Rand Paul's SOTU response: The day of fiscal reckoning is here

Good stuff, albeit understandably similar to Ryan’s speech last night, right down to the setting and studiously soft-spoken delivery. Even so, I want to promote it as a way of patting him on the back for floating his proposal for $500 billion in cuts this year. That plan is dead on arrival, needless to say, but passing it isn’t what Paul is after. What he’s trying to do with that eyepopping number is communicate the magnitude of the problem to the public in hopes of moving the Overton window on spending — because if this new Gallup poll is right, it’s going to need a lot of moving. And not just among Democrats, either:

Not a single point’s worth of difference between Republicans and Democrats on Social Security despite fiscal responsibility having rocketed to the top of the conservative policy agenda over the past two years. I don’t know how else to account for that except as a near-catastrophic failure by prominent Republicans to explain even to their own base that eliminating earmarks and cutting NPR’s funding and canceling a pie-in-the-sky defense project or two isn’t remotely equal to the task of guaranteeing sustainability. Case in point: Not only didn’t Ryan squarely address Social Security and Medicare last night (“the politics of evasion,” Ross Douthat calls it) but even a fearless deficit hawk like Paul, speaking only to an online audience, didn’t go after them here. Anyone who’s serious about balancing the budget long-term must support entitlement reform, no matter how unpleasant the prospect might be, but rarely does the public hear that point made by a prominent politician. And the entirely predictable tragedy of last night’s SOTU, as Tom Coburn argued in his op-ed this morning, is that only leadership from the most prominent politician of all is realistically capable of moving public opinion on this — yet that leadership was almost entirely absent last night. Writes Yuval Levin of the missed opportunity, “This speech was worse than bland and empty, it was a dereliction of duty.” And here’s Matt Welch:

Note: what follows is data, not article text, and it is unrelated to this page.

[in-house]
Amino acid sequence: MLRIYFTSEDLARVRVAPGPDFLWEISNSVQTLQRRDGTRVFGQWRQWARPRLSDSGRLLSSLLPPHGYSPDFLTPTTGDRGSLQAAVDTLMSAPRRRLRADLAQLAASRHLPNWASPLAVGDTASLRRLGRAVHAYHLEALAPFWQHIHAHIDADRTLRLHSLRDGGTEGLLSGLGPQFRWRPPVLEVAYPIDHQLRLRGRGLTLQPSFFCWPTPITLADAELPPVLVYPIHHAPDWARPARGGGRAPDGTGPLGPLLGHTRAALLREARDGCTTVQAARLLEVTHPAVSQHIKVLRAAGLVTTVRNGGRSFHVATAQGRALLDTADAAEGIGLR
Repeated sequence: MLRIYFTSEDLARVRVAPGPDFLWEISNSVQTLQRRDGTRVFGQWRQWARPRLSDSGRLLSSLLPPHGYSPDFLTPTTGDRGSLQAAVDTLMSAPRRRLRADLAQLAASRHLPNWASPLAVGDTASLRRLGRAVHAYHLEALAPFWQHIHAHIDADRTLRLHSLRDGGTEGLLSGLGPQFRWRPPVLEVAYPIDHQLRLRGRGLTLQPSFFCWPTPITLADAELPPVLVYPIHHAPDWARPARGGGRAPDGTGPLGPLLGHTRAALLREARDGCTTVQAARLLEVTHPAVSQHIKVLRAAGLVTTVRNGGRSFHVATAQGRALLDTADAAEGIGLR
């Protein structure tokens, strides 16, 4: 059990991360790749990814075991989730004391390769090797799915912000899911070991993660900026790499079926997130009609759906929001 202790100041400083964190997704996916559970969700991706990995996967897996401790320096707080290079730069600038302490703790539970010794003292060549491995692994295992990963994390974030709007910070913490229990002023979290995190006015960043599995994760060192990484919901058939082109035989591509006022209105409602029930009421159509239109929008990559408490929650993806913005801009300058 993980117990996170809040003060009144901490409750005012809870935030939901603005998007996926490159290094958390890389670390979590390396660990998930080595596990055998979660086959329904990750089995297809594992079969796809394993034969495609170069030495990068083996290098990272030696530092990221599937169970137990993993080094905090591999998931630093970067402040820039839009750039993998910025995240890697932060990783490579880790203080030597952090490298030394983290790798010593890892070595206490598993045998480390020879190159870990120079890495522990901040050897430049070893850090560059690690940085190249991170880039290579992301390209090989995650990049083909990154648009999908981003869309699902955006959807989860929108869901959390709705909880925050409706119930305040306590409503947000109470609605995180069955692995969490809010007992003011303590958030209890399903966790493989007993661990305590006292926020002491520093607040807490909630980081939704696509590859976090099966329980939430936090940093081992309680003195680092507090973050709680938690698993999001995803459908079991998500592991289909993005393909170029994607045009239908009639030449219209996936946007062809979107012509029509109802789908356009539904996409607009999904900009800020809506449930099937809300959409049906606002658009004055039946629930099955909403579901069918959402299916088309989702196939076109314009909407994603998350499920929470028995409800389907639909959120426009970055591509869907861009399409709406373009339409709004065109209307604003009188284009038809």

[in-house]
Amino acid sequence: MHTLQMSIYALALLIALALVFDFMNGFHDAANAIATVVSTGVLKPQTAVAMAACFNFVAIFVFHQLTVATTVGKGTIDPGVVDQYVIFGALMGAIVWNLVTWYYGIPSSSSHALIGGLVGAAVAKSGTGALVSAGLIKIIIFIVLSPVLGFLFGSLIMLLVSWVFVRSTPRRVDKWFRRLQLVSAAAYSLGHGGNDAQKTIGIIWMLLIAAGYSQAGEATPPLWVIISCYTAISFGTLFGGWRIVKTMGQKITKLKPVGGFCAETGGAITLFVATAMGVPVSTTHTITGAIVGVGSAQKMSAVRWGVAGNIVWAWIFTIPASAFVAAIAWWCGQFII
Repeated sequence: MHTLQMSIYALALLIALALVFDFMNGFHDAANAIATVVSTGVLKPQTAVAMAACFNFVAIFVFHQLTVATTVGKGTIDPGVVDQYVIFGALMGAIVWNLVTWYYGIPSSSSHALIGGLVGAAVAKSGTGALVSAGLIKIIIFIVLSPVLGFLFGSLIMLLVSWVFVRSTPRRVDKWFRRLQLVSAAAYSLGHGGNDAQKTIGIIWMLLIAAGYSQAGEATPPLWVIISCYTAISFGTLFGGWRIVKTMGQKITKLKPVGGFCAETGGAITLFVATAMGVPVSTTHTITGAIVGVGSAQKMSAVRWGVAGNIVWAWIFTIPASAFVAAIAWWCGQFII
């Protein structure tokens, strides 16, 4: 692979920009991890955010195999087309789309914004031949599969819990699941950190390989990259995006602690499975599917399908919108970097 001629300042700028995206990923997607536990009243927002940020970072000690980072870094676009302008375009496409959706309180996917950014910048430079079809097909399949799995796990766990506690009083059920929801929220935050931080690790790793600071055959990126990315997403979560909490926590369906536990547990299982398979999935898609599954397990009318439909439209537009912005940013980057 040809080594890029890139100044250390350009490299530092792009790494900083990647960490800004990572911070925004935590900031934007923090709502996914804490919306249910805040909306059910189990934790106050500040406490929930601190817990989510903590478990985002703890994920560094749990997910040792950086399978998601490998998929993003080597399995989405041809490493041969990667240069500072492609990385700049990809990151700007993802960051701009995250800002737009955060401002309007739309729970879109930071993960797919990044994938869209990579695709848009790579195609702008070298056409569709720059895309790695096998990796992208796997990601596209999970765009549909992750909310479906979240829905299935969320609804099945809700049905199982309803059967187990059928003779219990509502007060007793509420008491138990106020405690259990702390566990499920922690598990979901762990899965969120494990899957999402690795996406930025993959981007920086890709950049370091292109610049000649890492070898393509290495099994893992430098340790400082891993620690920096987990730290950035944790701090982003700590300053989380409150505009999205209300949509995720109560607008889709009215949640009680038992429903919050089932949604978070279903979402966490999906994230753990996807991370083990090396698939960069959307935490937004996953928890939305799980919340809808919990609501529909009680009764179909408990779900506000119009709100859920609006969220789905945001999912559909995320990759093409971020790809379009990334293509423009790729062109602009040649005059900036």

[T]he president, though he is much more serious on this issue than a huge swath of his political party, is nonetheless not remotely serious about this issue. Vowing to cut $400 billion over 10 years (a plan that, judging by the two people clapping when he proposed it, will likely be cut to ribbons if it survives through Congress), at a moment when the deficit for this year is more than three times that, indicates that Democrats (and a helluva lot of Republicans as well) are hunkering down in our awful status quo–half-heartedly tinkering around the edges of spending, making incremental changes this way and that, then launching new moonshots and redoubling old impotent efforts. Politicians have put us on the precipice of financial ruin, and they show no indication of doing a damned thing about it.

And I think they know it. Look at the plaintive, semi-desperate, Stuart Smalleyesque mantra Obama kept repeating at the end: “We do big things.” By his insistence his anxiety shall be revealed. We don’t do big things, America, not in the moonshotty Marshall Plan way of speechwriters’ cliche box. Increasingly, we don’t do little things, either–like keeping libraries open five days a week in California. What we do is snarf up ever-larger portions of your grandkids’ money for purposes that are usually obscure and often criminal.

Read his whole post, including and especially the concluding line. Just as I’m writing this, and as a prelude to Paul’s video, the AP is across the wires with news from CBO that its projections for Social Security were wrong: They used to believe that the program wouldn’t start running permanent deficits until 2016, but it turns out the deficits will begin this year. (We’ll likely have a separate post on that later.) Like Paul says, the day of reckoning is at hand.